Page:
All our services are aimed at creating organisations that deliver sustainable social impact.
- We can assist you to position your organisation to be better positioned to deliver public contracts, develop new income streams and reduce dependency on grant funding
- We can help you to adopt more commercial practices and develop social enterprise activities from either the ground up or out of existing services and community projects
At Eastside, we invest a great deal of time getting to know your organisation and your aims before we suggest embarking on any project. With this approach, we have designed a number services to enable your organisation to become more robust and sustainable for the challenges ahead.
Mergers & collaboration
In the new environment of budget cuts, personal budgets and contract outputs that put a huge strain on cash flow, it is more important than ever to be looking at different forms of collaboration. Mergers can provide a more secure operating environment for organisations. We will help you understand what type of collaboration is best for you, identify potential partners and implement practical steps to make it happen. Eastside aims to match charities and social enterprises where there is a mutual advantage and offer a full service merger service. To find out whom you should be networking with go to www.partner-up.org and sign up.
The current commissioning environment offer risks and opportunities for the Civil Society sector. We can help you to position your organisation as a supplier to government, either as a sub-contractor/prime or through developing consortia. Read how Eastside and partners developed 3SC, a national consortia set up to support Civil Society organisations deliver public services.
Measuring your social impact
Often referred to as Social Return on Investment (SROI) being able to measure your social impact is becoming essential as both an internal and external performance metric, enabling funders and commissioners to understand the tangible social value they are likely to get from investing in your services. Our associates are experienced and skilled at communicating these values and creating a clear, transparent platform for measuring them. We aim to leave you with the tools and understanding to be able to undertake this task internally year on year.
Public sector contracting
With more pressure on councils to cut services and find ‘more with less' many are looking at outsourcing alternatives such as spinning out new social enterprises to run services. We offer bespoke programmes to look at both the cultural transformation for staff and the financial analysis required to create the right viable business models.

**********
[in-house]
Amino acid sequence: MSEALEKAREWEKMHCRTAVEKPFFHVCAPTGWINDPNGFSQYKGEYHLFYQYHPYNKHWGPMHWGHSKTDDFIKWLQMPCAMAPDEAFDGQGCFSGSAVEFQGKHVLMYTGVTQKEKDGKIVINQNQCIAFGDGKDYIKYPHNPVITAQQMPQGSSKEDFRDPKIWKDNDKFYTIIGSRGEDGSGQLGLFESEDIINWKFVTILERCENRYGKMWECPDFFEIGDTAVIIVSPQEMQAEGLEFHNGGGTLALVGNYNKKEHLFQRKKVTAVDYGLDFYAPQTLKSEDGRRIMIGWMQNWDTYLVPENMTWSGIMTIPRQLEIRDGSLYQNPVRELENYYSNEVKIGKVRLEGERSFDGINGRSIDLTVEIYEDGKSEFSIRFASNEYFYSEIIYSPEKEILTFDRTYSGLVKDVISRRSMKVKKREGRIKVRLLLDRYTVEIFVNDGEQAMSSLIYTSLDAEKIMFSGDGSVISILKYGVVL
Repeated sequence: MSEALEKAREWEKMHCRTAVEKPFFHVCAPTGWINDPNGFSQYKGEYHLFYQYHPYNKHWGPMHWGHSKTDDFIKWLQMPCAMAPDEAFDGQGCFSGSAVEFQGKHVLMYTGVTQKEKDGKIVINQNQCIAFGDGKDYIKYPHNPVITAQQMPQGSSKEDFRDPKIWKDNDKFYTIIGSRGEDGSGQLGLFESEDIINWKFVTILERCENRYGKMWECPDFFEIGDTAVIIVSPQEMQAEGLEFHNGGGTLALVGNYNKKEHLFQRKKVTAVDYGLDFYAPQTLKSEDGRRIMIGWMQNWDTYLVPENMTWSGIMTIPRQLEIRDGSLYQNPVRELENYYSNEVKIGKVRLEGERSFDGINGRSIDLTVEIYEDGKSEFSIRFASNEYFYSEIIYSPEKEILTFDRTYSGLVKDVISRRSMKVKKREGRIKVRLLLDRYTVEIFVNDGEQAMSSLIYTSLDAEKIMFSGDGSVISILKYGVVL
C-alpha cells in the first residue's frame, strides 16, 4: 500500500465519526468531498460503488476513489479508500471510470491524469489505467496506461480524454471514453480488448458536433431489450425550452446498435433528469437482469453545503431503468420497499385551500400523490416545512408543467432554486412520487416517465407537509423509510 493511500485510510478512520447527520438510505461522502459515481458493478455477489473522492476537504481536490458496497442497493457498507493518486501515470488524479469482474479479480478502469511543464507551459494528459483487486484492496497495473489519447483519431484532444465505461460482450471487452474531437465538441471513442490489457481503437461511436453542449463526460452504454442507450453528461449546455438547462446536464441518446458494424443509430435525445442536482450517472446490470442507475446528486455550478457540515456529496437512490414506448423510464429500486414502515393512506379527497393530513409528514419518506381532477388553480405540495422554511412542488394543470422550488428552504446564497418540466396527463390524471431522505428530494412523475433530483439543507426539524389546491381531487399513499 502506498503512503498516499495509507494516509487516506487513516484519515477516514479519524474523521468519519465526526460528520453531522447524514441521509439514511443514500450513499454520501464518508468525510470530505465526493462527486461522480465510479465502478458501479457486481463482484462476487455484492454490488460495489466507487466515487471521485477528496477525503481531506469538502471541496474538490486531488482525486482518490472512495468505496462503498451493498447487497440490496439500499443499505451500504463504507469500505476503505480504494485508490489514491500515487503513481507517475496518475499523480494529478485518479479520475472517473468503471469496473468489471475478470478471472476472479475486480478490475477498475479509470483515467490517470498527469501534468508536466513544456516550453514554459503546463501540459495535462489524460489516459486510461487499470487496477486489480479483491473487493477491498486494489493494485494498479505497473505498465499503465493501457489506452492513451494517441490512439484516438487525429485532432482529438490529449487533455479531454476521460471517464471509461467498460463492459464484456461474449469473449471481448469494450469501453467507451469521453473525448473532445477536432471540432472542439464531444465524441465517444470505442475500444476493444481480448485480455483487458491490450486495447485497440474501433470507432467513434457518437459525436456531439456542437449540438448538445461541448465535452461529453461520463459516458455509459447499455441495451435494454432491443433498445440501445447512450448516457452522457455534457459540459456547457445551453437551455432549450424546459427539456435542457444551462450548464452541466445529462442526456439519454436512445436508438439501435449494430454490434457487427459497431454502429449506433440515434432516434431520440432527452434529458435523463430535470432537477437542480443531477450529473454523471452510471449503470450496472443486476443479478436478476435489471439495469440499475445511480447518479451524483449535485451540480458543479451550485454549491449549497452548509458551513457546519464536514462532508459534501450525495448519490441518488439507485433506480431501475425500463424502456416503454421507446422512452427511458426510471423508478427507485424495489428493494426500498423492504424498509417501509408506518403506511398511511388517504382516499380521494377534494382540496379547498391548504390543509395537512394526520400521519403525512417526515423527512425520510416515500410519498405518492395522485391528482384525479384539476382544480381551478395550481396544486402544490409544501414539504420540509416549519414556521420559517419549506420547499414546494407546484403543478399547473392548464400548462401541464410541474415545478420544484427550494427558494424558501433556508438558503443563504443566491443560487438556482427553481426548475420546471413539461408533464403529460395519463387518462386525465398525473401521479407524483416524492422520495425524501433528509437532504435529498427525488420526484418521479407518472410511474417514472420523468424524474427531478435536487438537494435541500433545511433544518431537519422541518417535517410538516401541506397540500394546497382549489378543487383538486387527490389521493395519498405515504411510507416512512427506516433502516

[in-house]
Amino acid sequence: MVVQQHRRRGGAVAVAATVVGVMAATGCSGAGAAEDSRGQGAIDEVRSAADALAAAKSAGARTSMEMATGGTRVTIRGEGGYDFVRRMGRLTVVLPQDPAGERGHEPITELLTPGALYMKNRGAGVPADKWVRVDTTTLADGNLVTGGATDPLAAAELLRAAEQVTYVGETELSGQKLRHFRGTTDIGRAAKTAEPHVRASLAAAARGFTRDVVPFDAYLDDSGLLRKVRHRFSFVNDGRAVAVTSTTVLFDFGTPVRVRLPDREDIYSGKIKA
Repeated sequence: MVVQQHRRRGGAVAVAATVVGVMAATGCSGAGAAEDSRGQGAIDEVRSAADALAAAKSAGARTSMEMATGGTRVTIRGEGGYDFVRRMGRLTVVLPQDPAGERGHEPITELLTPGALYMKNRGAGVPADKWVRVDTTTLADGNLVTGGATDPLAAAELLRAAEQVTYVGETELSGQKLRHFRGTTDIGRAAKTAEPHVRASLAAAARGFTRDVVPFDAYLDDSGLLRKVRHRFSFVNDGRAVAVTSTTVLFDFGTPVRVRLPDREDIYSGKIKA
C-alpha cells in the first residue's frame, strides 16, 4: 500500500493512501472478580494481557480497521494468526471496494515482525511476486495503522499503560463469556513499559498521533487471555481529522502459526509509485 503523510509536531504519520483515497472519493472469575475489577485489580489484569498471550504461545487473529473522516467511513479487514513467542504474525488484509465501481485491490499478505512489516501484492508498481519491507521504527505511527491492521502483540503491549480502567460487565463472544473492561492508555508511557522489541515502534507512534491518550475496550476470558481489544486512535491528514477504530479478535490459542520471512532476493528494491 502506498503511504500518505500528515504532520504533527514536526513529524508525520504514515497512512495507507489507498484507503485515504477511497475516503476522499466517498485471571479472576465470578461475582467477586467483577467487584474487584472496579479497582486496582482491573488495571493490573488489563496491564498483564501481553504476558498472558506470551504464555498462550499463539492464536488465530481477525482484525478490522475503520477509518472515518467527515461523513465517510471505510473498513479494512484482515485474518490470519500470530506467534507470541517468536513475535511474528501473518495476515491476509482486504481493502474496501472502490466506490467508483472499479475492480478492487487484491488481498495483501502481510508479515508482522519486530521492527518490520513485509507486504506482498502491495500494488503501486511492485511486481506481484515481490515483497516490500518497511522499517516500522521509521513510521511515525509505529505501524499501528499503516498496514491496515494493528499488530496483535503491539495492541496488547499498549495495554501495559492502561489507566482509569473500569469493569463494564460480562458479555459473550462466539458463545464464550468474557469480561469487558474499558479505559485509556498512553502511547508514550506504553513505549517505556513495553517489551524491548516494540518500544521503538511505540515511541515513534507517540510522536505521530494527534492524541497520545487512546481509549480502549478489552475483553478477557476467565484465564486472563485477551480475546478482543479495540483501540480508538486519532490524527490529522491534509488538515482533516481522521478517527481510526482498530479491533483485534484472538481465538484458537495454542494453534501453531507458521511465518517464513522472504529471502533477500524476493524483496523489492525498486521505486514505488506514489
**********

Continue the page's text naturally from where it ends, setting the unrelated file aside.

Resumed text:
Investment for sustainable growth is a key factor in the success of any organisation. We can help your organisation to get ready for investment through professional planning and to secure the right type of finance.
Raising finance is going to be an increasingly difficult exercise for Civil Society organisations. Understanding what funders are looking for in applications is critical and something we pride ourselves on: we have secured £43 million for clients through grants, loans, venture capital, sponsorship and contracts.
Setting up a new enterprise
Turning ideas into successful enterprises is challenging. We can help organisations to incorporate and set-up a new enterprise, to select the right legal structure, to implement a growth strategy and to build a successful team.
Developing teams that can deliver social and commercial outcomes is a challenge for many organisations. We can help your organisation to become more enterprising and to imbed new behaviours on the shop floor. We offer different workshops and cultural-change programmes to assist you.
Financial modelling is a crucial part of any social enterprise. From the initial stages of starting up to future investment raising understanding how to operate cash flow budgets will determine the success of your organisation. Indeed, the most common reason organisations fail is poor cash flow management: you can be profitable but still go bankrupt.
A good business plan breaks down the idea and process behind the business into manageable steps. It should be written for your target audience, including financing bodies, as well as for yourself and employees, as an actionable guiding document. It should be as concise as necessary, avoiding jargon, clearly stating the economic and social (and/or) environmental case for its genesis.